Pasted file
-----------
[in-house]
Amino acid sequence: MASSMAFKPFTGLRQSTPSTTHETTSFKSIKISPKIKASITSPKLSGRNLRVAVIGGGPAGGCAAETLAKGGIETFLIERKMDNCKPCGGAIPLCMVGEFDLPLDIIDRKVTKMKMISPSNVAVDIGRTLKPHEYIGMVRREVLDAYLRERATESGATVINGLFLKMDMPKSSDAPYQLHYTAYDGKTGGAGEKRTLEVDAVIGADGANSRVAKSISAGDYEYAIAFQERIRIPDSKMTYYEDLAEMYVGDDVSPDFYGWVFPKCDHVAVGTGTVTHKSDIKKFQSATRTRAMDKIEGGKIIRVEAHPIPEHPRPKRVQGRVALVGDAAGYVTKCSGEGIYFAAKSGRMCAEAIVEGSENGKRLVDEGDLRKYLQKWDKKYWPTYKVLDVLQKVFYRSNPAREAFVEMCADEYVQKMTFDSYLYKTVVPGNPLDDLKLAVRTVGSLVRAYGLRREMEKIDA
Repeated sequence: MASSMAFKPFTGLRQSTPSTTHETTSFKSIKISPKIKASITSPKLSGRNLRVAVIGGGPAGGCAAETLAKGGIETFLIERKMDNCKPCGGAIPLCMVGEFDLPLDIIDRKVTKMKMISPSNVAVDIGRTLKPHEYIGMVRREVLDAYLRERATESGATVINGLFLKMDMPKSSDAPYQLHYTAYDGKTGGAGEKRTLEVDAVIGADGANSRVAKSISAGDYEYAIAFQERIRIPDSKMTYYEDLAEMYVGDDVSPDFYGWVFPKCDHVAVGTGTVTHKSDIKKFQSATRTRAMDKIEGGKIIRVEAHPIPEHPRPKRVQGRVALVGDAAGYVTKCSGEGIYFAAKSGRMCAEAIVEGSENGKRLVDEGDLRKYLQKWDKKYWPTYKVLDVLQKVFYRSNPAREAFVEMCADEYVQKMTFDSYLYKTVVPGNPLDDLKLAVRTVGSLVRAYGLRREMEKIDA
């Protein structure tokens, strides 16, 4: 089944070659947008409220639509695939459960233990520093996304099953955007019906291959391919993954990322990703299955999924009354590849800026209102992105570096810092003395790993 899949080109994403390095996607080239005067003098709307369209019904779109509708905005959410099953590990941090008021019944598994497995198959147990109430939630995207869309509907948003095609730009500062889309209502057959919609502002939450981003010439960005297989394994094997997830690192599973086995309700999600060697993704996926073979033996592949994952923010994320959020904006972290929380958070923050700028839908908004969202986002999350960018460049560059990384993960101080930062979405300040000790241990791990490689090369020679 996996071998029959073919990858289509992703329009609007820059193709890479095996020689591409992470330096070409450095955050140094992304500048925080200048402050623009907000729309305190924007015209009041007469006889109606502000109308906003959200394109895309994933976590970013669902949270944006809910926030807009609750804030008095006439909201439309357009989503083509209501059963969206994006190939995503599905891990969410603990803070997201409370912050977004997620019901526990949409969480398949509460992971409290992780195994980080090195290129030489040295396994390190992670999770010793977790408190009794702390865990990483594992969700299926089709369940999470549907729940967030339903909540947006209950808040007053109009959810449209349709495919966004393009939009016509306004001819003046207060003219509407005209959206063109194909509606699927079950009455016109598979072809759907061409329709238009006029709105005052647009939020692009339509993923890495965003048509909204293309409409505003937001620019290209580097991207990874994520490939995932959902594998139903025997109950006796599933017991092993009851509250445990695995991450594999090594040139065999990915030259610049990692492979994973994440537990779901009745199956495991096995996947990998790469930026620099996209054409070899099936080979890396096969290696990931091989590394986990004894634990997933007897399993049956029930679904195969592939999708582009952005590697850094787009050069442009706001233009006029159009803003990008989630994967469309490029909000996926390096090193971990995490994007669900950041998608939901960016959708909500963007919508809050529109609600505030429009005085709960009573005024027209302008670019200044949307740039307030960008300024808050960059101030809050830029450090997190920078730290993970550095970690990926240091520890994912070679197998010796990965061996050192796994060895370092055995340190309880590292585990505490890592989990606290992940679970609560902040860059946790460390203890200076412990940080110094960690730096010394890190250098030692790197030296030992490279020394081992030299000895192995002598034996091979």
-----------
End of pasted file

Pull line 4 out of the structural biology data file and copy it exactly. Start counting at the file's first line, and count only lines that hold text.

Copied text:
């Protein structure tokens, strides 16, 4: 089944070659947008409220639509695939459960233990520093996304099953955007019906291959391919993954990322990703299955999924009354590849800026209102992105570096810092003395790993 899949080109994403390095996607080239005067003098709307369209019904779109509708905005959410099953590990941090008021019944598994497995198959147990109430939630995207869309509907948003095609730009500062889309209502057959919609502002939450981003010439960005297989394994094997997830690192599973086995309700999600060697993704996926073979033996592949994952923010994320959020904006972290929380958070923050700028839908908004969202986002999350960018460049560059990384993960101080930062979405300040000790241990791990490689090369020679 996996071998029959073919990858289509992703329009609007820059193709890479095996020689591409992470330096070409450095955050140094992304500048925080200048402050623009907000729309305190924007015209009041007469006889109606502000109308906003959200394109895309994933976590970013669902949270944006809910926030807009609750804030008095006439909201439309357009989503083509209501059963969206994006190939995503599905891990969410603990803070997201409370912050977004997620019901526990949409969480398949509460992971409290992780195994980080090195290129030489040295396994390190992670999770010793977790408190009794702390865990990483594992969700299926089709369940999470549907729940967030339903909540947006209950808040007053109009959810449209349709495919966004393009939009016509306004001819003046207060003219509407005209959206063109194909509606699927079950009455016109598979072809759907061409329709238009006029709105005052647009939020692009339509993923890495965003048509909204293309409409505003937001620019290209580097991207990874994520490939995932959902594998139903025997109950006796599933017991092993009851509250445990695995991450594999090594040139065999990915030259610049990692492979994973994440537990779901009745199956495991096995996947990998790469930026620099996209054409070899099936080979890396096969290696990931091989590394986990004894634990997933007897399993049956029930679904195969592939999708582009952005590697850094787009050069442009706001233009006029159009803003990008989630994967469309490029909000996926390096090193971990995490994007669900950041998608939901960016959708909500963007919508809050529109609600505030429009005085709960009573005024027209302008670019200044949307740039307030960008300024808050960059101030809050830029450090997190920078730290993970550095970690990926240091520890994912070679197998010796990965061996050192796994060895370092055995340190309880590292585990505490890592989990606290992940679970609560902040860059946790460390203890200076412990940080110094960690730096010394890190250098030692790197030296030992490279020394081992030299000895192995002598034996091979």